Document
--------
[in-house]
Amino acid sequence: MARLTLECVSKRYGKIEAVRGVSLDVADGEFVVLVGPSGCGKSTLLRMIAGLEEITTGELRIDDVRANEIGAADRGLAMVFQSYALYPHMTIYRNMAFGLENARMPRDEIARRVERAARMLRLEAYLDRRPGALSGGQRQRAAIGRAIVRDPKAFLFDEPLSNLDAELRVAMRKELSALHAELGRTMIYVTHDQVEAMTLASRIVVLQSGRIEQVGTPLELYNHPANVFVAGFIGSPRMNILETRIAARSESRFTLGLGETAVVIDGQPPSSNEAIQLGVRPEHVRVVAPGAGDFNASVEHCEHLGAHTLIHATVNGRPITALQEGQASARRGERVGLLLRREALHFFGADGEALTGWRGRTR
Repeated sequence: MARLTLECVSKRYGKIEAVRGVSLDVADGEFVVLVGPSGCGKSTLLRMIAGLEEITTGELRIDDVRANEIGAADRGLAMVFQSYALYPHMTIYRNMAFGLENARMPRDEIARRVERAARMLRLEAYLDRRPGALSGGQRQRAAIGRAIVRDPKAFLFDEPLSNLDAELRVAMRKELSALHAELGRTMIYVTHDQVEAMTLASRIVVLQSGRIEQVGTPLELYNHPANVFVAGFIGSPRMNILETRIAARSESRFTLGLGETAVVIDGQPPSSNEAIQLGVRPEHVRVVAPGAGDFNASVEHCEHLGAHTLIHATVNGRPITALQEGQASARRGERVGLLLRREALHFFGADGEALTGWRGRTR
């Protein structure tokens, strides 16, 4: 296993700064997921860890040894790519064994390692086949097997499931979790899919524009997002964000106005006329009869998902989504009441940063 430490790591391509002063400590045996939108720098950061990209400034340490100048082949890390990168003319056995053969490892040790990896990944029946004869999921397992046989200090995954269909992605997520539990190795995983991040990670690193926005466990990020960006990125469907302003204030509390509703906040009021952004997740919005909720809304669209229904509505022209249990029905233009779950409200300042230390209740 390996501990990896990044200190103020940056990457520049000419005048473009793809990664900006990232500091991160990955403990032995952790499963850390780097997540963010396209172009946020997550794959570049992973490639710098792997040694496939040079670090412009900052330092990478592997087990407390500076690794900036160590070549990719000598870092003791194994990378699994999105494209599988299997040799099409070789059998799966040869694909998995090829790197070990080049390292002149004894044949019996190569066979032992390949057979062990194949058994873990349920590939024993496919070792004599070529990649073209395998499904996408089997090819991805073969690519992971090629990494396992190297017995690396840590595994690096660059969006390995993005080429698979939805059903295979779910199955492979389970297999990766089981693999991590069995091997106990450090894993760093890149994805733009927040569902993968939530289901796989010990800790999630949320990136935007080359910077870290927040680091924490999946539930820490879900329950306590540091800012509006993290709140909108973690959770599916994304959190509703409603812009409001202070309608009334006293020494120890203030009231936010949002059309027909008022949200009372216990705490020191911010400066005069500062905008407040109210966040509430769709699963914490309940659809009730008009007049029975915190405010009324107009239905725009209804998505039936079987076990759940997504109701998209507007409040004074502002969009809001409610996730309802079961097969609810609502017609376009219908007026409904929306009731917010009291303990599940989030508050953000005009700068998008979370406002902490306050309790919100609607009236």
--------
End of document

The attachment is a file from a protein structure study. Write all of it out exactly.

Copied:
[in-house]
Amino acid sequence: MARLTLECVSKRYGKIEAVRGVSLDVADGEFVVLVGPSGCGKSTLLRMIAGLEEITTGELRIDDVRANEIGAADRGLAMVFQSYALYPHMTIYRNMAFGLENARMPRDEIARRVERAARMLRLEAYLDRRPGALSGGQRQRAAIGRAIVRDPKAFLFDEPLSNLDAELRVAMRKELSALHAELGRTMIYVTHDQVEAMTLASRIVVLQSGRIEQVGTPLELYNHPANVFVAGFIGSPRMNILETRIAARSESRFTLGLGETAVVIDGQPPSSNEAIQLGVRPEHVRVVAPGAGDFNASVEHCEHLGAHTLIHATVNGRPITALQEGQASARRGERVGLLLRREALHFFGADGEALTGWRGRTR
Repeated sequence: MARLTLECVSKRYGKIEAVRGVSLDVADGEFVVLVGPSGCGKSTLLRMIAGLEEITTGELRIDDVRANEIGAADRGLAMVFQSYALYPHMTIYRNMAFGLENARMPRDEIARRVERAARMLRLEAYLDRRPGALSGGQRQRAAIGRAIVRDPKAFLFDEPLSNLDAELRVAMRKELSALHAELGRTMIYVTHDQVEAMTLASRIVVLQSGRIEQVGTPLELYNHPANVFVAGFIGSPRMNILETRIAARSESRFTLGLGETAVVIDGQPPSSNEAIQLGVRPEHVRVVAPGAGDFNASVEHCEHLGAHTLIHATVNGRPITALQEGQASARRGERVGLLLRREALHFFGADGEALTGWRGRTR
């Protein structure tokens, strides 16, 4: 296993700064997921860890040894790519064994390692086949097997499931979790899919524009997002964000106005006329009869998902989504009441940063 430490790591391509002063400590045996939108720098950061990209400034340490100048082949890390990168003319056995053969490892040790990896990944029946004869999921397992046989200090995954269909992605997520539990190795995983991040990670690193926005466990990020960006990125469907302003204030509390509703906040009021952004997740919005909720809304669209229904509505022209249990029905233009779950409200300042230390209740 390996501990990896990044200190103020940056990457520049000419005048473009793809990664900006990232500091991160990955403990032995952790499963850390780097997540963010396209172009946020997550794959570049992973490639710098792997040694496939040079670090412009900052330092990478592997087990407390500076690794900036160590070549990719000598870092003791194994990378699994999105494209599988299997040799099409070789059998799966040869694909998995090829790197070990080049390292002149004894044949019996190569066979032992390949057979062990194949058994873990349920590939024993496919070792004599070529990649073209395998499904996408089997090819991805073969690519992971090629990494396992190297017995690396840590595994690096660059969006390995993005080429698979939805059903295979779910199955492979389970297999990766089981693999991590069995091997106990450090894993760093890149994805733009927040569902993968939530289901796989010990800790999630949320990136935007080359910077870290927040680091924490999946539930820490879900329950306590540091800012509006993290709140909108973690959770599916994304959190509703409603812009409001202070309608009334006293020494120890203030009231936010949002059309027909008022949200009372216990705490020191911010400066005069500062905008407040109210966040509430769709699963914490309940659809009730008009007049029975915190405010009324107009239905725009209804998505039936079987076990759940997504109701998209507007409040004074502002969009809001409610996730309802079961097969609810609502017609376009219908007026409904929306009731917010009291303990599940989030508050953000005009700068998008979370406002902490306050309790919100609607009236």